The kids wore loose beanies, boots, and the occasional snapback–the expected skateboarder uniform. But gathered together Saturday night at the Co-Prosperity Sphere, the skaters’ boards were up on the walls rather than under their feet. Throughout the gallery, skateboard decks hung next to brightly colored photographs and paintings as part of “Can’t Grow Up,” a one-night-only exhibit curated by 18-year-old SAIC freshman Luke Pelletier.
Pelletier first became interested in art freshman year of high school when he and some friends “spray painted a bunch of dicks on the high school and got expelled.” At the alternative school he attended for the rest of his high school career, Pelletier honed his artistic skills drawing portraits of drug addicts, pregnant teenagers, and pimply adolescents.
One featured artist, Bryan Peterson, darted quickly in and out of the crowd, recording the faces of attendees with his handheld camera. Up on the wall, Peterson’s blazingly bright skateboards were displayed. Reflective of his energetic and seemingly rebellious nature, the boards read “Fuck The Police” and “Toe up from da flo-up”.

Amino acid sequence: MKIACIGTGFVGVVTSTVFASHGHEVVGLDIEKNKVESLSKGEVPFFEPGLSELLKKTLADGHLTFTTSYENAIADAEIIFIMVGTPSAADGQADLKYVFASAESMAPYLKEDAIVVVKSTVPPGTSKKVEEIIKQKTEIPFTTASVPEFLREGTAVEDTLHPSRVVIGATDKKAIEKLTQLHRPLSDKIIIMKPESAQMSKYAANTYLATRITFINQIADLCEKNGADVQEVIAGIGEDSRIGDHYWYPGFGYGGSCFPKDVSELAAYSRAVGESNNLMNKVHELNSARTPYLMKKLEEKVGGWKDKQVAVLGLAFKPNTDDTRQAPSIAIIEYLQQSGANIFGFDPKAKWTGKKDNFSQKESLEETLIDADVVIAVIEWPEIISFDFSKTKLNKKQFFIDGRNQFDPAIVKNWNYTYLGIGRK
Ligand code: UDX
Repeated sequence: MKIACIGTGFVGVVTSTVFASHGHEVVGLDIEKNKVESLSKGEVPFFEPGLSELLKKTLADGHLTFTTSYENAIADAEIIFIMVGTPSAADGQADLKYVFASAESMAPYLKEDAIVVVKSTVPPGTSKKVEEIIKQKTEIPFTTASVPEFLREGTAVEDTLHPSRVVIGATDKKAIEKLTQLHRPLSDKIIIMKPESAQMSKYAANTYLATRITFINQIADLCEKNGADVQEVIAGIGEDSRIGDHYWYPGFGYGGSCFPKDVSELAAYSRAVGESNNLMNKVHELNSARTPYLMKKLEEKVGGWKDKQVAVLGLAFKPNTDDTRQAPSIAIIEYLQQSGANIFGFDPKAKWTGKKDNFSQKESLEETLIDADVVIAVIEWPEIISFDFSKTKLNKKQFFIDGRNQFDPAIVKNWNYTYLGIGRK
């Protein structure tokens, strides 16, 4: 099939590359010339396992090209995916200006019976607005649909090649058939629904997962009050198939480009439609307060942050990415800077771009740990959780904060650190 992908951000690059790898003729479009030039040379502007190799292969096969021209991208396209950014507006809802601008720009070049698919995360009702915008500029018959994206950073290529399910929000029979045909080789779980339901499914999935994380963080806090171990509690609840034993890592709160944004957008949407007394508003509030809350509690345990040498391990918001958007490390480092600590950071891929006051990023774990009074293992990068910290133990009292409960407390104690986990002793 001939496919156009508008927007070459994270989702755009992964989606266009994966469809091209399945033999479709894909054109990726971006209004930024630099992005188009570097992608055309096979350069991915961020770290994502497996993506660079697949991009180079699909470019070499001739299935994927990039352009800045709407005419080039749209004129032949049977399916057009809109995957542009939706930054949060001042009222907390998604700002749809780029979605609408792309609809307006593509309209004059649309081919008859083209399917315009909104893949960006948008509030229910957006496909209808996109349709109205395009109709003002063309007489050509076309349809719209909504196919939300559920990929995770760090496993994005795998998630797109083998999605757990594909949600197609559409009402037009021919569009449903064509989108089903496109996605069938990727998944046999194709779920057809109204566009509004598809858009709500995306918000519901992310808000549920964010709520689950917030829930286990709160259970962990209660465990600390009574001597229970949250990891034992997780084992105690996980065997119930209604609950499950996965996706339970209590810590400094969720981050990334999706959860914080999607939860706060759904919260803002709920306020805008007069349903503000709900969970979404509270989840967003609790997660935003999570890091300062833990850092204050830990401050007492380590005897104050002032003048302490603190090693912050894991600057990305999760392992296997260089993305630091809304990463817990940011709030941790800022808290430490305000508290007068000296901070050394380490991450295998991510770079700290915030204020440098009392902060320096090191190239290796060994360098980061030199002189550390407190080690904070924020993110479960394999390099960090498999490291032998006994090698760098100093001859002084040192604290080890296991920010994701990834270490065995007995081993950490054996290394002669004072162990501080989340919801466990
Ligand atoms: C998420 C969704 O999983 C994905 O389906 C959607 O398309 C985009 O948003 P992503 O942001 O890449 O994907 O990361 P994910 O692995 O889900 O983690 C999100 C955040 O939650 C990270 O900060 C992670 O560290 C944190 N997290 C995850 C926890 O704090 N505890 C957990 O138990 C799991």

Only Jourdon Gullett’s three portraits interrupted the bright colors on the walls. Two of the three pieces were crafted of gold and black ink on Masonite: one showing a girl holding a goat, and the other a young man sitting next to a fire hydrant, pigeons perching on his body. That particular piece is one-quarter of a series, which Gullett describes as being “super Chicago.” Gullett draws inspiration from ’90s skateboard culture and his everyday life as a teacher for After School Matters, a non-profit organization that allows Chicago youth to participate in out-of-school arts, science, athletic and tech programs.
Saturday night, Pelletier was dressed in a plaid shirt and stood next to his mother as he talked to passersby. The North Carolina native spoke softly but confidently, explaining his motivation for putting on the art show: “I’ve always been into skateboarding and art, so it just felt really natural to do the exhibit.”Â With “Can’t Grow Up” Pelletier’s ambition was simple: “I just want people to have fun,” he said. “It’s like skateboarding, you know? Just really fun.”